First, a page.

Intel is all set to launch their Ivy Bridge platform, sometime next month and already, motherboard manufacturers are busy showing off their creations. This years CeBIT 2012 was the perfect playground for all major board partners to flaunt their upcoming products. Like many, Gigabyte will be announcing their new digital power engine and Ultra Durable 4 features for the upcoming 7-series boards. This also includes their new 3D BIOS, which finally bids farewell to the old blue screen.

New features in a new package

New features in a new package

Visitors to CeBIT got an exclusive look at motherboards that feature the latest All Digital Engine design for the PWM. Their new All Digital power design allows users greater control over the power, delivered to their 3rd generation Intel Core processors that use the LGA 1155 socket. Using entirely digital controllers for the CPU, processor graphics, VTT and system memory, users can enjoy more precise power delivery to the PC’s energy sensitive components than previously possible.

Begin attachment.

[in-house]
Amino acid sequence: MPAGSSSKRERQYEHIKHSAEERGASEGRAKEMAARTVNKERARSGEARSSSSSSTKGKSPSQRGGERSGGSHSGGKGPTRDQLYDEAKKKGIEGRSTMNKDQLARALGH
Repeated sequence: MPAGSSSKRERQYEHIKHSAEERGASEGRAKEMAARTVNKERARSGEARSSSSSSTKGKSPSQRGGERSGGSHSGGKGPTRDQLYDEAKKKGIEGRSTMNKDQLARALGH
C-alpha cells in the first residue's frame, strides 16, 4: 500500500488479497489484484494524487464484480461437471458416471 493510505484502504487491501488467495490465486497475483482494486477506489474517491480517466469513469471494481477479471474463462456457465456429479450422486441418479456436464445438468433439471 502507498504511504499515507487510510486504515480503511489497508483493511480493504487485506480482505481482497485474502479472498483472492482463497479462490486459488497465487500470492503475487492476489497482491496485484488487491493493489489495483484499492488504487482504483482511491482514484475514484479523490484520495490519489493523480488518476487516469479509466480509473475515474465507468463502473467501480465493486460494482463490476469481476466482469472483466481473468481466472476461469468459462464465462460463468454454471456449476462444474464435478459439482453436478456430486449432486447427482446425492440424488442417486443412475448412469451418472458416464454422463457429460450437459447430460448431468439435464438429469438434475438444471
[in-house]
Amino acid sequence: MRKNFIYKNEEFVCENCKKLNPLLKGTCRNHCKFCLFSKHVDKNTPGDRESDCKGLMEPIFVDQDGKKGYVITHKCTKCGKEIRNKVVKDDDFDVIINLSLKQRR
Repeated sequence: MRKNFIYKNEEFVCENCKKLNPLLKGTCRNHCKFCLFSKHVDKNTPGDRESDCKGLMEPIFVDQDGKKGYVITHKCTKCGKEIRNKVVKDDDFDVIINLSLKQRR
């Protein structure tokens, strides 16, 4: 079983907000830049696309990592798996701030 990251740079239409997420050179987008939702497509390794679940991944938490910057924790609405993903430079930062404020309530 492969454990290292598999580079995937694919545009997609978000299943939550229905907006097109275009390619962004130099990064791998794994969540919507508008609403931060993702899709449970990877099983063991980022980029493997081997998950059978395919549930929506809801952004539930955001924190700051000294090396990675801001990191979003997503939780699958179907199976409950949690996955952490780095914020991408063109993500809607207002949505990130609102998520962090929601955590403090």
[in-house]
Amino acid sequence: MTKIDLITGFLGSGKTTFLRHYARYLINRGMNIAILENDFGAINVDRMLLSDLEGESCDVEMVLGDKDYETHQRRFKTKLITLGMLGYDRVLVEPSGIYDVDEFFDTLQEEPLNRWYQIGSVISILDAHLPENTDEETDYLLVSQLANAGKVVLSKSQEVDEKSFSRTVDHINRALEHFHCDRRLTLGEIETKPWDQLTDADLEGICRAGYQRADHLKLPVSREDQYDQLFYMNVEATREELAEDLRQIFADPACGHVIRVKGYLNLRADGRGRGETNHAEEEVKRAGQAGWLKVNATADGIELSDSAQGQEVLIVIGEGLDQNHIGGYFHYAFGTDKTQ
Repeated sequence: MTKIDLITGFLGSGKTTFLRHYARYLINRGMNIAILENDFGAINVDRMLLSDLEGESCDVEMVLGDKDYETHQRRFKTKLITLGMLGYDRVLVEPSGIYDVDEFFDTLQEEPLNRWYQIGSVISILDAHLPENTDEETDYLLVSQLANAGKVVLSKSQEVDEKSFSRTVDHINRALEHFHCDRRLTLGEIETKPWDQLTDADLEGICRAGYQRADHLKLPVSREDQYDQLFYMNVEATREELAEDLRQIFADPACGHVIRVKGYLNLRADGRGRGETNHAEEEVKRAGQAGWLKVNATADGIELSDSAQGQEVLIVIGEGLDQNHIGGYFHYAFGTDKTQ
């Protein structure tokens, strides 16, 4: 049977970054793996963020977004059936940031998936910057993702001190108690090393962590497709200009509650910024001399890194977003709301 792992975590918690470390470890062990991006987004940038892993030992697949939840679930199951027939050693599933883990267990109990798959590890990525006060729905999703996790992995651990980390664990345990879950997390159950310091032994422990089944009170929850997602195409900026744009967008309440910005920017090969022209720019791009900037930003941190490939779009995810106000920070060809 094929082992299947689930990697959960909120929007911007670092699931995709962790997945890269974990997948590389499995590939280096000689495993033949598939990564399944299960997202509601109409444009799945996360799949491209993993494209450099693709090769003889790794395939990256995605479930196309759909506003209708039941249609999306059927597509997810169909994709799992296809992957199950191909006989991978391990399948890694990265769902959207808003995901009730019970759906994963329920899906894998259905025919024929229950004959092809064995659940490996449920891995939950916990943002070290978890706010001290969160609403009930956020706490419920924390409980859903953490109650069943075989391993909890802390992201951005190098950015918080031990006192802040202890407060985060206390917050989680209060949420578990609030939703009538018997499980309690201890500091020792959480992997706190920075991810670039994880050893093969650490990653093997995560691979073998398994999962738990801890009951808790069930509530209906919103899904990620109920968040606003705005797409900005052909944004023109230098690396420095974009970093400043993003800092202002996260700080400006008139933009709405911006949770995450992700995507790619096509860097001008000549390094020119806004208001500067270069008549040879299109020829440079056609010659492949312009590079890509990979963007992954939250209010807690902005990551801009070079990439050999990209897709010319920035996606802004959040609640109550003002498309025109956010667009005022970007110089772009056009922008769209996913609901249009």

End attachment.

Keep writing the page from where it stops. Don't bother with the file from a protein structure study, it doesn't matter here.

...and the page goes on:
Gigabyte will also be offering an updated look and feel of their 3D BIOS that is based on the exclusive Gigabyte UEFI DualBIOS technology. 3D BIOS offers two distinct modes of interaction in a BIOS environment, 3D Mode and Advanced Mode, that re-draw the traditional BIOS user experience with a far more intuitive and graphical interface. Gigabyte’s Ultra Durable 4 motherboards embrace a range of exclusive technologies that guarantee DIY PC builders the absolute best protection for their PC, with built-in features that prevent common malfunction threats including humidity and moisture, electro-static discharge, sudden power loss and high operating temperatures.

The 7-series motherboards will also feature an onboard mSATA connector that, together with Gigabyte’s EZ Smart Response technology allows users to simply and cost effectively enjoy better responsiveness from their PCs. mSATA solid state drives have been made popular by the rapid growth of tablet PCs, and provide a cheaper solution for smart caching because they are available in smaller capacities than traditional SSDs. We’ll let you know how these fare, once we get our hands on a review sample, so stay tuned.

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